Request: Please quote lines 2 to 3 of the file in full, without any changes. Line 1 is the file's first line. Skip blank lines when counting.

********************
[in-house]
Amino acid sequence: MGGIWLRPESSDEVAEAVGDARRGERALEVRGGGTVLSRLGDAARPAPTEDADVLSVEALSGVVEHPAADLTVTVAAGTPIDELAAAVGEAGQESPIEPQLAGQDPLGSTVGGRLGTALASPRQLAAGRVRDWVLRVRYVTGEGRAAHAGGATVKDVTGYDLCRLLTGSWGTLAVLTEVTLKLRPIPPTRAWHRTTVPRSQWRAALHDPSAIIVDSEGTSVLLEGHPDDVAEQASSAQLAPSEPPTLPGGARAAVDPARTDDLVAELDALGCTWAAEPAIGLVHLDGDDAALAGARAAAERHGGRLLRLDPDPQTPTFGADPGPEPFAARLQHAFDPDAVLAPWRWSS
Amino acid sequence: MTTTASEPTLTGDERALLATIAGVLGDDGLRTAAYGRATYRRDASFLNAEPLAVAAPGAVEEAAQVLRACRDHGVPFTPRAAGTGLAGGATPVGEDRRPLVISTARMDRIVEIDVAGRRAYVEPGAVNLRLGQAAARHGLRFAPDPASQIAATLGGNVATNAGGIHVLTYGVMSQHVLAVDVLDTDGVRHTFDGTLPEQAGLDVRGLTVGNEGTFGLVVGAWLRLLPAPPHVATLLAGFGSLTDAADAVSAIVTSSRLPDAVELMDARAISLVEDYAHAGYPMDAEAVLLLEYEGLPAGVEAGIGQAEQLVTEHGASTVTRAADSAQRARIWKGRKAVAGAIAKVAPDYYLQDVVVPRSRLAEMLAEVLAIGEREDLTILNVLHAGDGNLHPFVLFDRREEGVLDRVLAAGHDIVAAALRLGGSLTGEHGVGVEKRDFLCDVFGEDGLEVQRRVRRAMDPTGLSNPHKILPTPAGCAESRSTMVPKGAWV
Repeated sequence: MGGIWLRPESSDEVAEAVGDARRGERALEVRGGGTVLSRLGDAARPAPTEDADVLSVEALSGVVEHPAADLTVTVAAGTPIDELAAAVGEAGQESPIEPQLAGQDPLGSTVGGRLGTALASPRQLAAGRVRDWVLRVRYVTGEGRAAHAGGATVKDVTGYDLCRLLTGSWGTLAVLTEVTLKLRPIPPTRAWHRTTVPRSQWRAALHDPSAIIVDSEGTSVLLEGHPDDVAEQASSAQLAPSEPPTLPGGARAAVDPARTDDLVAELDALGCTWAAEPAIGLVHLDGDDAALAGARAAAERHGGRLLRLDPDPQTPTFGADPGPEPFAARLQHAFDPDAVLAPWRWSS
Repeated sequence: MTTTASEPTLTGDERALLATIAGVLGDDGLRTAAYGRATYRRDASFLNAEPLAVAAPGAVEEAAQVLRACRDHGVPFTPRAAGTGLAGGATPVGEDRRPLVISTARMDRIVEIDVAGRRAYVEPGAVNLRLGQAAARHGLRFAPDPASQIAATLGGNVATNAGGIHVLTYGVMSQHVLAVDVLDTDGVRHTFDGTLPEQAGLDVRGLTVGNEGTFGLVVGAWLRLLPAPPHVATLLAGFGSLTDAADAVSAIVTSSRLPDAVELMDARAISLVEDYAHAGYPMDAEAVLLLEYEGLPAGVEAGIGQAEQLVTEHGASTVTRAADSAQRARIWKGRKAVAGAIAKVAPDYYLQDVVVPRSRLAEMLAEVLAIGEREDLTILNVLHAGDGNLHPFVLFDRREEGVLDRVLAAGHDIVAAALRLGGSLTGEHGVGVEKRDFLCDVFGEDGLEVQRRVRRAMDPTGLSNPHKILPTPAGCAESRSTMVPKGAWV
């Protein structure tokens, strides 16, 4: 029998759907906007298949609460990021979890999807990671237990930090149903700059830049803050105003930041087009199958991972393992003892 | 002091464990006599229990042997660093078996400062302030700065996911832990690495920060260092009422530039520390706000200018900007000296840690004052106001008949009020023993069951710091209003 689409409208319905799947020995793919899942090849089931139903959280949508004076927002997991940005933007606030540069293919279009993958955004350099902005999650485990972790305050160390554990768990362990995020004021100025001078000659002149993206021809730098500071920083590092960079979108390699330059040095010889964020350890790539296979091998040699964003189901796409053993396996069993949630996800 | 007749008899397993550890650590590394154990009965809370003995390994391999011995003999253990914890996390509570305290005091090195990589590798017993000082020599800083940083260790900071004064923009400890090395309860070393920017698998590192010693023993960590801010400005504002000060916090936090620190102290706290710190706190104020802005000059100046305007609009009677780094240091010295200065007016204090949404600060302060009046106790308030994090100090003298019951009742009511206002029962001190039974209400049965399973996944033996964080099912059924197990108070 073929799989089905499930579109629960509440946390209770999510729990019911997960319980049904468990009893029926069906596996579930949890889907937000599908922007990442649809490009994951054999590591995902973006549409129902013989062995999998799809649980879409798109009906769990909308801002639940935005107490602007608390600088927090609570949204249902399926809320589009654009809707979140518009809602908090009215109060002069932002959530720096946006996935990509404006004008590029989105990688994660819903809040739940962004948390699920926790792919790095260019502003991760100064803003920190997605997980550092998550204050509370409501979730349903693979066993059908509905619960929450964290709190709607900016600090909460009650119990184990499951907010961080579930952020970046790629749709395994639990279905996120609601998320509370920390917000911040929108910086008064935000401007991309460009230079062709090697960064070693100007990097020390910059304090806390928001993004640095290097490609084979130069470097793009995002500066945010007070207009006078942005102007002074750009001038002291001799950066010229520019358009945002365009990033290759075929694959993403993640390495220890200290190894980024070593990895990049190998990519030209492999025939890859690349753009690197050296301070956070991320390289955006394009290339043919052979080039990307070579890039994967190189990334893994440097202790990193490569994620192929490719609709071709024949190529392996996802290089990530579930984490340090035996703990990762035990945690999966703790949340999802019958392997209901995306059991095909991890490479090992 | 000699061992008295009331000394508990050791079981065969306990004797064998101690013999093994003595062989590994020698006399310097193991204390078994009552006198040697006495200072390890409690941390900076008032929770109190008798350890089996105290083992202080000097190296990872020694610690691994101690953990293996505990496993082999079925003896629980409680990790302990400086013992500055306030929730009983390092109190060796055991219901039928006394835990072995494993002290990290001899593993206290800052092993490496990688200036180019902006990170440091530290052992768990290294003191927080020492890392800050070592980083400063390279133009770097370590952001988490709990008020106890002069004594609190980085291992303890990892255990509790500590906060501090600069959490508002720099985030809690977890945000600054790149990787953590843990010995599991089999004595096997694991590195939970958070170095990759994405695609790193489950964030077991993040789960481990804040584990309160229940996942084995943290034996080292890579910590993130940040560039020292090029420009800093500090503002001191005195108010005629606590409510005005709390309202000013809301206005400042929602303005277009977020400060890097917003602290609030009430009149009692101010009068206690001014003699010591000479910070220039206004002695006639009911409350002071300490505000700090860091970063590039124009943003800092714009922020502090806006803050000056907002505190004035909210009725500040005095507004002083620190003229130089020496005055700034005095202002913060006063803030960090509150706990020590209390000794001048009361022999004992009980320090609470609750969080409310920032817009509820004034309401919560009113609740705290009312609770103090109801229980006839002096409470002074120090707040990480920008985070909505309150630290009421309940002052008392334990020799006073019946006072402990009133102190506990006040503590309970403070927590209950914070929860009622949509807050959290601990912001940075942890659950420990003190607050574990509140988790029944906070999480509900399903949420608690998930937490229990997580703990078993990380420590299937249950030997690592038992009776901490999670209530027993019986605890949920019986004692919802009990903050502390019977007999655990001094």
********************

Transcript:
Amino acid sequence: MGGIWLRPESSDEVAEAVGDARRGERALEVRGGGTVLSRLGDAARPAPTEDADVLSVEALSGVVEHPAADLTVTVAAGTPIDELAAAVGEAGQESPIEPQLAGQDPLGSTVGGRLGTALASPRQLAAGRVRDWVLRVRYVTGEGRAAHAGGATVKDVTGYDLCRLLTGSWGTLAVLTEVTLKLRPIPPTRAWHRTTVPRSQWRAALHDPSAIIVDSEGTSVLLEGHPDDVAEQASSAQLAPSEPPTLPGGARAAVDPARTDDLVAELDALGCTWAAEPAIGLVHLDGDDAALAGARAAAERHGGRLLRLDPDPQTPTFGADPGPEPFAARLQHAFDPDAVLAPWRWSS
Amino acid sequence: MTTTASEPTLTGDERALLATIAGVLGDDGLRTAAYGRATYRRDASFLNAEPLAVAAPGAVEEAAQVLRACRDHGVPFTPRAAGTGLAGGATPVGEDRRPLVISTARMDRIVEIDVAGRRAYVEPGAVNLRLGQAAARHGLRFAPDPASQIAATLGGNVATNAGGIHVLTYGVMSQHVLAVDVLDTDGVRHTFDGTLPEQAGLDVRGLTVGNEGTFGLVVGAWLRLLPAPPHVATLLAGFGSLTDAADAVSAIVTSSRLPDAVELMDARAISLVEDYAHAGYPMDAEAVLLLEYEGLPAGVEAGIGQAEQLVTEHGASTVTRAADSAQRARIWKGRKAVAGAIAKVAPDYYLQDVVVPRSRLAEMLAEVLAIGEREDLTILNVLHAGDGNLHPFVLFDRREEGVLDRVLAAGHDIVAAALRLGGSLTGEHGVGVEKRDFLCDVFGEDGLEVQRRVRRAMDPTGLSNPHKILPTPAGCAESRSTMVPKGAWV